A majority of Americans support a U.S.-led military effort meant to prevent Iran from attaining nuclear weapons, highlighting stark differences between the American public and President Obama on the issue, according to a CBS News/New York Times poll.
Fifty-one percent of Americans said they favor an attack on Iran, which is suspected of clandestinely pursuing nuclear arms and refuses to honestly engage with United Nations inspectors over the issue.
Just 36 percent of respondents opposed an attack, while 13 percent remain unsure, according to the poll, which was conducted using more than 1,000 adults nationwide between March 7 and 11.
Support for a U.S. military strike against Iran was stronger among Republicans, 66 percent of whom said they favored an attack. Forty percent of Democrats adopted the same stance.
The poll also found that a large number of Americans—most of them Republicans—back Israel’s right to strike Iran, despite President Obama’s repeated objections.
CBS News reports:
More respondents also say they think the U.S. should support Israel in the event the country undertakes its own military effort against Iran than those who say the U.S. should oppose it. According to the survey, 47 percent of Americans say the U.S. should support Israel in the event of an attack, while 42 percent say the U.S. should not get involved.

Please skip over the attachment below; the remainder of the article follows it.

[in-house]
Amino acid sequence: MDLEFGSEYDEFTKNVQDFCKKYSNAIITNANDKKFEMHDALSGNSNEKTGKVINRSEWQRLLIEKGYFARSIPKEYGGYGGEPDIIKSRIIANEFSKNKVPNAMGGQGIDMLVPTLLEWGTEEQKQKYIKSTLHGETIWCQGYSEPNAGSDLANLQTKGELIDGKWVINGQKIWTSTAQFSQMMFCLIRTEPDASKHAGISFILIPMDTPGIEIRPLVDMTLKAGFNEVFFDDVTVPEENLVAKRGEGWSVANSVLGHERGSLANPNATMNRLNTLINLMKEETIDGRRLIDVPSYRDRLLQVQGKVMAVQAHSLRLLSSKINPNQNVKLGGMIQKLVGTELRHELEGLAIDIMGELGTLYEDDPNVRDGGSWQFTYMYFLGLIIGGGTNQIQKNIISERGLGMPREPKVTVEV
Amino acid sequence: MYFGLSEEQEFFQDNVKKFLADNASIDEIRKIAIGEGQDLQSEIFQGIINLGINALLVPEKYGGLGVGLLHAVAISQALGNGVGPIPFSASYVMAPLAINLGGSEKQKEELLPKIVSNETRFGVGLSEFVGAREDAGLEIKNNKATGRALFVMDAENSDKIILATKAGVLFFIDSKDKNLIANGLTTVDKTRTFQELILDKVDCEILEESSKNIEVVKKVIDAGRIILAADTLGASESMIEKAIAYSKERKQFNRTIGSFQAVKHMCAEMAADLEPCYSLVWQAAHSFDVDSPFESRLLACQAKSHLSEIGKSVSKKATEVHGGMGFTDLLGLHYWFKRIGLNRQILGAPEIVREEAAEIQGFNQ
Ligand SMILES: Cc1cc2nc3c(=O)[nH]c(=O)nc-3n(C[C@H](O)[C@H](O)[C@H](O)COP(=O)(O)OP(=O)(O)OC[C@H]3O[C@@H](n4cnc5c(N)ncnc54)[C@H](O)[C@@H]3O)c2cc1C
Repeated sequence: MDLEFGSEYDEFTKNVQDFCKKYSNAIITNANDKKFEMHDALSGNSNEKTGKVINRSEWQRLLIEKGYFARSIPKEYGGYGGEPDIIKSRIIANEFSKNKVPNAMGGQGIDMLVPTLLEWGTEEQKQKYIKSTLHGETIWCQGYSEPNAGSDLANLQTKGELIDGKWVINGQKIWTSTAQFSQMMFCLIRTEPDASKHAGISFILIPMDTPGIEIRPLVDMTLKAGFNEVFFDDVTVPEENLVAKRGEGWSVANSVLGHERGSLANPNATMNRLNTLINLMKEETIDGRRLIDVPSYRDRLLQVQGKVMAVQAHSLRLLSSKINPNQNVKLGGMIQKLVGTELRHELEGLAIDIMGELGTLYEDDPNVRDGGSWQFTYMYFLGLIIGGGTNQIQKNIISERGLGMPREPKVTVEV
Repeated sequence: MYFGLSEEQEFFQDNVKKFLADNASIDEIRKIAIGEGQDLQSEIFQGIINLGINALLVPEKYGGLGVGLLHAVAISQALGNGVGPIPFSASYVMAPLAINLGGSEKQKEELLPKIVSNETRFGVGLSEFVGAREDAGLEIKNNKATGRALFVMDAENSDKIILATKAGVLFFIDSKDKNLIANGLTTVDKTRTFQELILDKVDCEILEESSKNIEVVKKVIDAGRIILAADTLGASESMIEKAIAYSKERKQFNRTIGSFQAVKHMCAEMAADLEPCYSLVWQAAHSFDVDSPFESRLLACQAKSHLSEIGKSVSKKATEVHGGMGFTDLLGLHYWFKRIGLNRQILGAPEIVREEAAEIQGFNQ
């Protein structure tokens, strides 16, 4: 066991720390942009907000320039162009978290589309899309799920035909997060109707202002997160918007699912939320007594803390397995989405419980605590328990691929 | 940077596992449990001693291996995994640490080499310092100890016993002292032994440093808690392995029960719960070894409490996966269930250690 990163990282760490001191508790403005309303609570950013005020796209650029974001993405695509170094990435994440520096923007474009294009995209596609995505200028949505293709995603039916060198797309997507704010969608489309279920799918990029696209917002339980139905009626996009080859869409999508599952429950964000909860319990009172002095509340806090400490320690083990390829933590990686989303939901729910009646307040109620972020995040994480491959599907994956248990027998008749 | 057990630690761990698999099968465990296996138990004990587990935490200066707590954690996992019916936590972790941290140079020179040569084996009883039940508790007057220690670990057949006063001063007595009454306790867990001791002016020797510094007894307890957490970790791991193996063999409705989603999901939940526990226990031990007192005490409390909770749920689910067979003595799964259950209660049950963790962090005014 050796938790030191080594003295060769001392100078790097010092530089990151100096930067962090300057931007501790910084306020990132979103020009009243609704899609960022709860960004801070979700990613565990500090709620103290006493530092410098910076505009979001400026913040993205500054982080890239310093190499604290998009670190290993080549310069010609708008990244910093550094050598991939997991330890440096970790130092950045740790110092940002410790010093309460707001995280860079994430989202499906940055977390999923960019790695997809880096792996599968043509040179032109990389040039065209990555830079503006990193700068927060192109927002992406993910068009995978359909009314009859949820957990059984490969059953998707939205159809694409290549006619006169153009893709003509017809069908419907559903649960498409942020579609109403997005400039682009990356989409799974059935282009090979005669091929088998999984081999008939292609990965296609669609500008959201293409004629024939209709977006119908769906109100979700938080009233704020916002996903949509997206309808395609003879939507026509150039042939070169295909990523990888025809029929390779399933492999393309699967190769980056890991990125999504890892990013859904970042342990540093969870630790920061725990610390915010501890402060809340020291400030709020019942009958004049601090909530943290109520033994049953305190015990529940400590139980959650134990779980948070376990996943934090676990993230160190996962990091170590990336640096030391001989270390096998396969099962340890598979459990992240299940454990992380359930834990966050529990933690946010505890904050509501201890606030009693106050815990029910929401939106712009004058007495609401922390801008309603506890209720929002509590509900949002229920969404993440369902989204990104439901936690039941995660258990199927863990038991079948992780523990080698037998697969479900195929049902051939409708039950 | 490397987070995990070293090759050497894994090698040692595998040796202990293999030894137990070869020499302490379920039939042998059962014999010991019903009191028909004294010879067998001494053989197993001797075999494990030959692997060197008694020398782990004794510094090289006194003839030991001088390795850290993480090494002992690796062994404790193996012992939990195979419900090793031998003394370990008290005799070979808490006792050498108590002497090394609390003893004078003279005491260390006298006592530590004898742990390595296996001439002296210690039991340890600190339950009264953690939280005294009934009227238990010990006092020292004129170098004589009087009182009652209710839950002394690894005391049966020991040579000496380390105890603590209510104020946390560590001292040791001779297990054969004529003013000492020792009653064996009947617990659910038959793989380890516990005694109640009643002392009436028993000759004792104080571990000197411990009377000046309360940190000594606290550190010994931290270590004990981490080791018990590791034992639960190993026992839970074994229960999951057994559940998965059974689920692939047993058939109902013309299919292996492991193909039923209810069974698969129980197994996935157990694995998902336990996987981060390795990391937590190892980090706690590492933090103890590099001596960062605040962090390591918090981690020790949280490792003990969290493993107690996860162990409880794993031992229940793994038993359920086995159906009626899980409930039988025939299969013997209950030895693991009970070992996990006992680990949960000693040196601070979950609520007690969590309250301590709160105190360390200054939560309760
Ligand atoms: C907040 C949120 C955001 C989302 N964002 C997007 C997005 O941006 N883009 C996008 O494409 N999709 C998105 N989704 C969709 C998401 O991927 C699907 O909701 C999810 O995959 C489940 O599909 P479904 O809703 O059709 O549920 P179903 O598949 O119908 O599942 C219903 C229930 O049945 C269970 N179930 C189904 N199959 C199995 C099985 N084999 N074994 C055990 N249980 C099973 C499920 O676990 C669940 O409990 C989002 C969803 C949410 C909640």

That question, too, was divided along partisan lines. Republicans overwhelmingly (72 percent) say they would want the U.S. to get involved, while Democrats (55 percent) and independents (44 percent) say the U.S. should not get involved.
Americans, however, are divided on Obama’s handling of the situation, with 39 percent disapproving of his push for increased diplomacy with Iran:
Americans are split on President Obama's handling of the situation in Iran: 42 percent approve and 39 percent disapprove. Nineteen percent say they don't know. Sixty-five percent of Republicans disapprove, and 63 percent of Democrats approve. Independents are divided, with 42 percent approving and 36 percent disapproving. Twenty-two percent of independents said they don't know.